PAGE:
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by Larry Beinhart
Melville House, August 2022
288 pages
ISBN: 1612199909

Buy in the UK | Buy in Canada

Larry Beinhart is most famous for his novel AMERICAN HERO, the inspiration for Barry Levinson's 1997 film WAG THE DOG, a satire that is remembered these days more for the tragic Anne Heche's appearance as a government functionary than its demonstration that politics is to a great extent spectacle-making. In AMERICAN HERO, a beleaguered presidential administration creates a fake war to distract the public from the president's personal failings. It's a vision of politics that seemed both screwball and utterly believable in 1997, and yet also, in a world newly waking up to the existence of the internet, incredibly innocent. Beinhart has also written an acclaimed series featuring hitman Tony Casella, which began back in 1986, and a book on the mechanics of crime fiction, a field in which he's indubitably an expert. Less astute is his reading of the particular kind of politics that his newest novel, THE DEAL GOES DOWN, purports to explore.

"The deal" in question is an agreement made between Beinhart's returning antihero Tony Casella, and a pair of women: one, the suffering wife of a Jeffrey Epstein-type billionaire, and the other a legal eagle and would-be philanthropist with a great idea for a startup nonprofit. Instead of defending abused and neglected wives against their powerful husbands in divorce court, this enterprise will arrange hits on said husbands, detour round the court, and collect a neat percentage from the relieved widows, therewith to fund the liberation of less affluent wives.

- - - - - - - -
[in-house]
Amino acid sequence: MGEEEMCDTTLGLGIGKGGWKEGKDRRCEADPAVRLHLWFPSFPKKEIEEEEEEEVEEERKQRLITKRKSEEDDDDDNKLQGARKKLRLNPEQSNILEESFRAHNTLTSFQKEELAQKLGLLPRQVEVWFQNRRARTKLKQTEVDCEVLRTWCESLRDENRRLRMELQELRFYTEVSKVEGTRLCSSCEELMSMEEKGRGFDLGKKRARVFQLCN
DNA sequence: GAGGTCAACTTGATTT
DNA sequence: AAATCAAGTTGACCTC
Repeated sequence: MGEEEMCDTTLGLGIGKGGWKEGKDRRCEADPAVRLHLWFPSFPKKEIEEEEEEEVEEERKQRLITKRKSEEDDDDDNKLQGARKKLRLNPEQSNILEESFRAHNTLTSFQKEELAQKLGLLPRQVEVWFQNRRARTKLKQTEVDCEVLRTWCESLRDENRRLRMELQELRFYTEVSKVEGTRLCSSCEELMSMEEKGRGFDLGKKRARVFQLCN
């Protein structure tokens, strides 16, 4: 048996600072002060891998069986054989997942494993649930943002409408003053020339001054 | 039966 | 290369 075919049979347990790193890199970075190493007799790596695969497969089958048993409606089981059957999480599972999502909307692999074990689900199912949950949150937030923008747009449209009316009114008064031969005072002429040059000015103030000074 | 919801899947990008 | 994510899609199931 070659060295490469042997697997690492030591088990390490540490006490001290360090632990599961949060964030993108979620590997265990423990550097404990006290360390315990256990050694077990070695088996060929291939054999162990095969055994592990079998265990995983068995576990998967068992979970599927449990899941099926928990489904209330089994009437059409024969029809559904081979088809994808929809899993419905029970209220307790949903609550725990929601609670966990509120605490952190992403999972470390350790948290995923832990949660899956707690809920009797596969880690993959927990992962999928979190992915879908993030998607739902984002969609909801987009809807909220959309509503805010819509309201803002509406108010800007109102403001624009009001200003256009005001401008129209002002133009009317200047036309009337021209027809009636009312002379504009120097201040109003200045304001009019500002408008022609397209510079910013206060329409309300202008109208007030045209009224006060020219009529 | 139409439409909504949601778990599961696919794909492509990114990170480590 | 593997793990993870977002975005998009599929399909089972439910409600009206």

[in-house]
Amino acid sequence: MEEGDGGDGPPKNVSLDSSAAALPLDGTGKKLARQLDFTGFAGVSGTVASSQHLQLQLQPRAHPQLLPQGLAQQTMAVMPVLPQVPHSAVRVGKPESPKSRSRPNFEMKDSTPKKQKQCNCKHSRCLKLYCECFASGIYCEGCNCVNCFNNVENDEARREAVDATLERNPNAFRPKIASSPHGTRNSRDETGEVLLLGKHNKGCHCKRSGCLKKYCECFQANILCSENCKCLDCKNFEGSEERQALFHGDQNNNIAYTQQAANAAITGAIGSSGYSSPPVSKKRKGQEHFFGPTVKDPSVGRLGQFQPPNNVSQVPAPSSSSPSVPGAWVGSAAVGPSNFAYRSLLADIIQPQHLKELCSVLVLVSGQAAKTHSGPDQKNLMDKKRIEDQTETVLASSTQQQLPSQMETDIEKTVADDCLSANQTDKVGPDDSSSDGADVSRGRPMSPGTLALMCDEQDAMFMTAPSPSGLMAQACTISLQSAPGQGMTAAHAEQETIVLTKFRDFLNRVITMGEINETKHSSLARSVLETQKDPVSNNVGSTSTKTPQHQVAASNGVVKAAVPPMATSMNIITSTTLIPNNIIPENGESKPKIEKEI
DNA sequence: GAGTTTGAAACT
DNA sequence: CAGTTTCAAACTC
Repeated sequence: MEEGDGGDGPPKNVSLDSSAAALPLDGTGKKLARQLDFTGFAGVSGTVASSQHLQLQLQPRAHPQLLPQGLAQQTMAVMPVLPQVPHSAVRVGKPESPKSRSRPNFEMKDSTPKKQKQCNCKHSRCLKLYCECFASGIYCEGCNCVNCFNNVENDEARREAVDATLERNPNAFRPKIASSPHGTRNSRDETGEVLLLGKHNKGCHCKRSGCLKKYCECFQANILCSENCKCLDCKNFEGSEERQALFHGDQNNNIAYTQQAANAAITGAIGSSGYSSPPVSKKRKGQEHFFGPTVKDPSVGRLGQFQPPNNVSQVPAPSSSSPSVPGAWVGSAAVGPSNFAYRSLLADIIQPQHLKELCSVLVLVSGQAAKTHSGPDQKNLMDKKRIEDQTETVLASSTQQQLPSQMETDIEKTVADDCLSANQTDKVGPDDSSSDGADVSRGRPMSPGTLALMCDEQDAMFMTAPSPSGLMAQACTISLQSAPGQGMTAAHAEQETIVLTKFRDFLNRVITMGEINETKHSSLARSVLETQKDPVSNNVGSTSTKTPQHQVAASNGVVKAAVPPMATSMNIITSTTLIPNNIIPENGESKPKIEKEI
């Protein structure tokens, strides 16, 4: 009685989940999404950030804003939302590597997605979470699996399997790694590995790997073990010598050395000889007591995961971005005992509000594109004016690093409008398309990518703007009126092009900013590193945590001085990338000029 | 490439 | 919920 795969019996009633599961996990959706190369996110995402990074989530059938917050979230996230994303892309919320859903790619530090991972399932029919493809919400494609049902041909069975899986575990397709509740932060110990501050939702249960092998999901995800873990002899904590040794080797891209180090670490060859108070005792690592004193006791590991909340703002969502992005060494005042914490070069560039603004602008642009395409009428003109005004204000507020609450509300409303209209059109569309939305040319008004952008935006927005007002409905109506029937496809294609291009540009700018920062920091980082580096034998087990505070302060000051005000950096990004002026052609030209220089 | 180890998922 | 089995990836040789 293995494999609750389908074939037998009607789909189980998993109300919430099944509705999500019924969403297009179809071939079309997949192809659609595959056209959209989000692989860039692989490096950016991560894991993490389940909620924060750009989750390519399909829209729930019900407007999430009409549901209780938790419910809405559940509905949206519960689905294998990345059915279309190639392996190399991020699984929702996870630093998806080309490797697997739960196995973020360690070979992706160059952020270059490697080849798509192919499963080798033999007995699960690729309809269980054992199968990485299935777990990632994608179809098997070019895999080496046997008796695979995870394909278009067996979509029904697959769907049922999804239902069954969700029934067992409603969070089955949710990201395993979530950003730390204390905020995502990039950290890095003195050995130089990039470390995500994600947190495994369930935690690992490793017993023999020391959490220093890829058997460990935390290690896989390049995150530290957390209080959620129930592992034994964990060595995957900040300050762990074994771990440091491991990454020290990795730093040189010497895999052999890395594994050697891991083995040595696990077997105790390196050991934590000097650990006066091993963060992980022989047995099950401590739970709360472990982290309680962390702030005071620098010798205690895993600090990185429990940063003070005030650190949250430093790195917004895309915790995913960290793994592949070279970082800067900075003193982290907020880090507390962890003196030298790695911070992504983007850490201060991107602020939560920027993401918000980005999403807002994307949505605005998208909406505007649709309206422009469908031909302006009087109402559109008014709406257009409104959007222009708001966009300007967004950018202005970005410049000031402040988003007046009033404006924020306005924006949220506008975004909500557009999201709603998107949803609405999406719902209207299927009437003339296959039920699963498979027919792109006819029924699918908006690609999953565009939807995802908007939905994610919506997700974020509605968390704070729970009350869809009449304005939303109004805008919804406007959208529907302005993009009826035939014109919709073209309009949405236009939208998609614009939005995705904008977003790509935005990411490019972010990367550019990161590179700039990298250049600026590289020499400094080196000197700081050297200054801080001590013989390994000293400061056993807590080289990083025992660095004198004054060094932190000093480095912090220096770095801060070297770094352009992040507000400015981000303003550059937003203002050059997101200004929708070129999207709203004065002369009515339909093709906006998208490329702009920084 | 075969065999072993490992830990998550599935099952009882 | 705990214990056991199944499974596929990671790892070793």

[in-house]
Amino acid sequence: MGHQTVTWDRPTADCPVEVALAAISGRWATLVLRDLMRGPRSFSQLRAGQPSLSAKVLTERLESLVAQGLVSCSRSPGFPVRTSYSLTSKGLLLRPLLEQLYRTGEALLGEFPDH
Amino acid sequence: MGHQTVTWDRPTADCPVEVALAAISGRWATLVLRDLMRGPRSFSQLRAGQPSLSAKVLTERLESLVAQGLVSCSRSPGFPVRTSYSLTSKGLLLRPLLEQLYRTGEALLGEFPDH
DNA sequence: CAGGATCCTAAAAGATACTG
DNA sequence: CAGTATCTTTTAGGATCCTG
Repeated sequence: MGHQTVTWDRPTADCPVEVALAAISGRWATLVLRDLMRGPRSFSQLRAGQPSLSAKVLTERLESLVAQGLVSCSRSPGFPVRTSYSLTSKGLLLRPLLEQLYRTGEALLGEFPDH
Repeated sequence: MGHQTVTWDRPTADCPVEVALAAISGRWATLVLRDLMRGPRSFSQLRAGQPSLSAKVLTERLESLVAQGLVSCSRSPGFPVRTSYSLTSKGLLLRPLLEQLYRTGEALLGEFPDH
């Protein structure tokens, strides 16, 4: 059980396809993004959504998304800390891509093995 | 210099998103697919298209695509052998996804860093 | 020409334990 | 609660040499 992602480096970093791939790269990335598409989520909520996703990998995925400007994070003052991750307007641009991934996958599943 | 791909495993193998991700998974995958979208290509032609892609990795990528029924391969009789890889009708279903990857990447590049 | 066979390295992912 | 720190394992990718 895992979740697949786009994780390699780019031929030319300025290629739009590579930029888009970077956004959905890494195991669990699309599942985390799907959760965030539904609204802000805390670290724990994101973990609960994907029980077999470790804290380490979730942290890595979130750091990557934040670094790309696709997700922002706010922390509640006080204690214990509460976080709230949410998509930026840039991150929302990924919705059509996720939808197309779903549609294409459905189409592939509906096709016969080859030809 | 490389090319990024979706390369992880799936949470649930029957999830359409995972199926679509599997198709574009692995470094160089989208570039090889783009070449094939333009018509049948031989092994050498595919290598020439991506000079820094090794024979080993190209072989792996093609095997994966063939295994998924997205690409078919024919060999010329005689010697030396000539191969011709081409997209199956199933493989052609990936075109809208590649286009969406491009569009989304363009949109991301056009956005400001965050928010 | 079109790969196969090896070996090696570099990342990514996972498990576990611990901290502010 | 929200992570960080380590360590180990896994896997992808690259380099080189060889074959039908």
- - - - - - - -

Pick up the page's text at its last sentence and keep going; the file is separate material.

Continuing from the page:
Beinhart's storytelling is wry and fast-paced, with expert cliffhangers. However, the premise of THE DEAL GOES DOWN abounds with improbabilities, from trusting the clients to the likely scepticism of the IRS, but the major one is its incipient duo's trust in Casella, whom one of them meets casually in public. Because well-organized conspiracies hire hit men off the street all the time, and women who plot, collectively, against the men who have destroyed their lives and their sense of trust are very apt to trust random men to safely conspire with them--right?

Another improbability is a secondary heroine, seemingly written for the movie adaptation. When Casella needs an adult woman who looks like a junior high schooler to test the seduceability of the first of the evil husbands, he finds Alison. A sixty-year-old hitman's manic pixie dreamgirl, Alison is willing to take any risk but amazingly in control of all risky situations. She looks fourteen and thinks like Sherlock Holmes crossed with Robert Downey, Junior's Sherlock Holmes. A sex worker, she's obviously lived through some traumatizing situations but remains unruffled, trusting, and put-together at all times. In fact, her unflappability proves that had the older women conspirators wanted to find themselves a hit woman, they could have done so. Instead, they have Casella and Allison.

Do we need a crime novel about a domestic violence murder syndicate? Maybe, but with a dash of realistic psychology.

Rebecca Nesvet is an Associate Professor of English at the University of Wisconsin, Green Bay and co-edits Reviewing the Evidence.

Reviewed by Rebecca Nesvet, August 2022

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Contact: Yvonne Klein (ymk@reviewingtheevidence.com)

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